How do I select a college savings vehicle for my child? When should I start one?

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  • 2 out of 2 people found this answer helpful

    CFP®, MBA, MSFS Irvine, CA

    The sooner you start, the longer time you have to let compound interest help you along the way.

    There are two vehicles - one is your state's 529 plan. This allows the money to grow tax deferred.

    The second would be a low cost, high cash value life insurance policy. If it is designed correctly, it will allow you to protect your child's education if you died before you completed the plan. But more importantly, it allows you to accumulated significant cash tax deferred to pay for his education.

    So I would look at both methods and see which one makes the most sense for you.

    Hope this helps.

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  • 1 out of 1 person found this answer helpful

    CFP®, MBA Sonoma, CA

    College tuition, one of the single largest financial challenges for a family, can range from $8,500 (2012 average cost for in-state public tuition and live-at-home) to more than $40,000 (average tuition, room and board for a private university) annually.  These costs have been rising at a rate far faster than inflation.  

    I advise clients to start making regular contributions to a 529-college savings plan at the birth of a child, but only after they have taken full advantage of all their retirement funding options.   Retirement saving comes first in my book because, as one client said to me, “They don’t give scholarships for retirement.”


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  • 2 out of 5 people found this answer helpful

    CFP® San Francisco, CA

    There are a few different college savings vehicles that exist such as 529 plans and Coverdell Savings. IRA funds can be used for education, too. Some use government savings bonds. Others don’t even use accounts specifically designated for education and instead put education savings directly into investment accounts, real estate, or even collectibles.

    Benefits of 529s, Coverdells, and IRAs are that gains in the accounts are not taxed as they grow. When used for qualifying educational expenses, the asset growth in these accounts is never taxed which allows the funds to be put entirely towards school.

    Another worthy vehicle you can use to fund to college is a permanent insurance policy.  The cash value in a permanent policy accumulates tax deferred and can be accessed tax-free when properly structured. Unlike 529s, Coverdells and IRAs, the cash value in the policy may not be counted as an asset for financial aid purposes at public universities. Permanent life insurance can be a great way to provide an instant estate for your heirs while at the same time setting aside for college and other expenses.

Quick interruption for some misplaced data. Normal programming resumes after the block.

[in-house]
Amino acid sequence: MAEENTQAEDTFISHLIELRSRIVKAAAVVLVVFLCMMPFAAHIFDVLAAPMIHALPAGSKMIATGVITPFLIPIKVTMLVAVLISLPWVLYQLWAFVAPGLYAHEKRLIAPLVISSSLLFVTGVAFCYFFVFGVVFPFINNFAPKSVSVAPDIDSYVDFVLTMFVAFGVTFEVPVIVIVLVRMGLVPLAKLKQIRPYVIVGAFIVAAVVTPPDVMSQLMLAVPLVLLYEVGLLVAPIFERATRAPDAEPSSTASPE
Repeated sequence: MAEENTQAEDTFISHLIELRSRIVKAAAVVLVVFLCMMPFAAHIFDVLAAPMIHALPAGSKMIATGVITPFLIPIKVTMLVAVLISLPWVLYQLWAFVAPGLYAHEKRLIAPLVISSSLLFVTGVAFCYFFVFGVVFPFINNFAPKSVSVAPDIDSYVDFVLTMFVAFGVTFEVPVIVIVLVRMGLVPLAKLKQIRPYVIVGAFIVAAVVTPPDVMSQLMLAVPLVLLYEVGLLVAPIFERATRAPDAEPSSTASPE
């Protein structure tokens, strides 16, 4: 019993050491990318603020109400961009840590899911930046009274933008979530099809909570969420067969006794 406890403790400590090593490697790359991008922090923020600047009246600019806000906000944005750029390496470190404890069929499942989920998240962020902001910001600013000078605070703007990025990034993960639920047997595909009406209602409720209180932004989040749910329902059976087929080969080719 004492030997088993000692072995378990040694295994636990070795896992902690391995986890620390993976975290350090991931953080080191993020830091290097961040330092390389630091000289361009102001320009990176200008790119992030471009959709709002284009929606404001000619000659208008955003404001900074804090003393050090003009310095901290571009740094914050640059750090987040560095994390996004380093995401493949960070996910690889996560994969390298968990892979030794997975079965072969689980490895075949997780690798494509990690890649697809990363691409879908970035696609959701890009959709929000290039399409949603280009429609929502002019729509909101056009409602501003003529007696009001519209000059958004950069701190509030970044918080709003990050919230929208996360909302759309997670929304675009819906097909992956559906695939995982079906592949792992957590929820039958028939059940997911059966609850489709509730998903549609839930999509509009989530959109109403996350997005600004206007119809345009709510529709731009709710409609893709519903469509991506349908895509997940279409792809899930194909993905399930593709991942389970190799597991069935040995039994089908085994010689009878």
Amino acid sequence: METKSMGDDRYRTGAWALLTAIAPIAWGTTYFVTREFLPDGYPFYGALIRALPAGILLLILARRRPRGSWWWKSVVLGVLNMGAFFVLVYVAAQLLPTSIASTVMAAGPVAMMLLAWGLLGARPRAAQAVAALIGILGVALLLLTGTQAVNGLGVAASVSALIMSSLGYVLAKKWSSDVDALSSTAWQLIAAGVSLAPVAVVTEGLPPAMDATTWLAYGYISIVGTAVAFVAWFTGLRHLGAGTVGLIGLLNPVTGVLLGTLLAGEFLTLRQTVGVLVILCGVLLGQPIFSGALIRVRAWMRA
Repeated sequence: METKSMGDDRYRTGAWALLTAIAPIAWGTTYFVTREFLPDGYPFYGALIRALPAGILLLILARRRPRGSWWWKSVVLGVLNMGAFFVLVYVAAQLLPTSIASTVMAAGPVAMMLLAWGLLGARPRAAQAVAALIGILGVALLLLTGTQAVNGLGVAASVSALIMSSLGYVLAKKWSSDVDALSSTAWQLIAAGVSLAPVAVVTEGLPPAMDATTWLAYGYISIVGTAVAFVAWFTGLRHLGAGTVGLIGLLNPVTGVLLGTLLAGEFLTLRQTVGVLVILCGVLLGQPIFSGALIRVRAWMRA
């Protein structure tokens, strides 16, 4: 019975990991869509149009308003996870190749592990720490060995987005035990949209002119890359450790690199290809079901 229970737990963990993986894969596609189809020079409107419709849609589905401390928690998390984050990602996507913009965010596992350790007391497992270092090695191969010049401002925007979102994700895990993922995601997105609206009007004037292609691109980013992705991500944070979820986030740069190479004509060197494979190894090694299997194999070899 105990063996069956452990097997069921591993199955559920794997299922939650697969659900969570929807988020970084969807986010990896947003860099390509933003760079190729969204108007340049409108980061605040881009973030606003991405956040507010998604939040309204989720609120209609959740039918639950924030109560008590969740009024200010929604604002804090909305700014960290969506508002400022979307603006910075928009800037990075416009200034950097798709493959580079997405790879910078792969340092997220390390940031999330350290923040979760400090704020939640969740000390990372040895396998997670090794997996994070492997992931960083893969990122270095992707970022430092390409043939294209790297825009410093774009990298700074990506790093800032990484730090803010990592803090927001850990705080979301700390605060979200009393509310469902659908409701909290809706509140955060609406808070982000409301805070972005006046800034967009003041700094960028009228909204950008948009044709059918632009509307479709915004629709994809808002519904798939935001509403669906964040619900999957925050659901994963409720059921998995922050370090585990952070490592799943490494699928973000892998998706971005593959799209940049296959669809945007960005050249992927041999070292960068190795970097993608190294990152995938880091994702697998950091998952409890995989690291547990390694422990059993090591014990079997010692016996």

A college savings plan should be started as soon as possible. I’ve had some clients want to establish plans when they were pregnant! The reason to get started early is that it allows the asset value to grow from contributions as well as from compounding interest.

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  • 1 out of 2 person found this answer helpful

    San Francisco, CA

    529 College Savings Plans have become the most common and useful savings and investment vehicles for college expenses.  529 plans offer an opportunity for family or friends to contribute to tax sheltered (if used for qualified college expenses) funds earmarked for your children, or other family member’s education.  They are powerful savings tools and should be started as soon as possible to take advantage of the benefits of both tax deferral and compounding of returns that can last for many years i.e. until your child, relative or friend reaches college. 

    In selecting the appropriate plan you should look first look at your home state’s plan.  Some states offer tax deductions and tax credits to their residents that are only available to that state’s residents.  However, you are free to select any 529 plan offered by any state.

    Next you should look at the cost of the plan.  High costs can eat away at investment returns over time.  Many states offer 529 options that include Vanguard mutual funds.  Vanguard is the largest provider of index mutual funds and and is known for its low costs.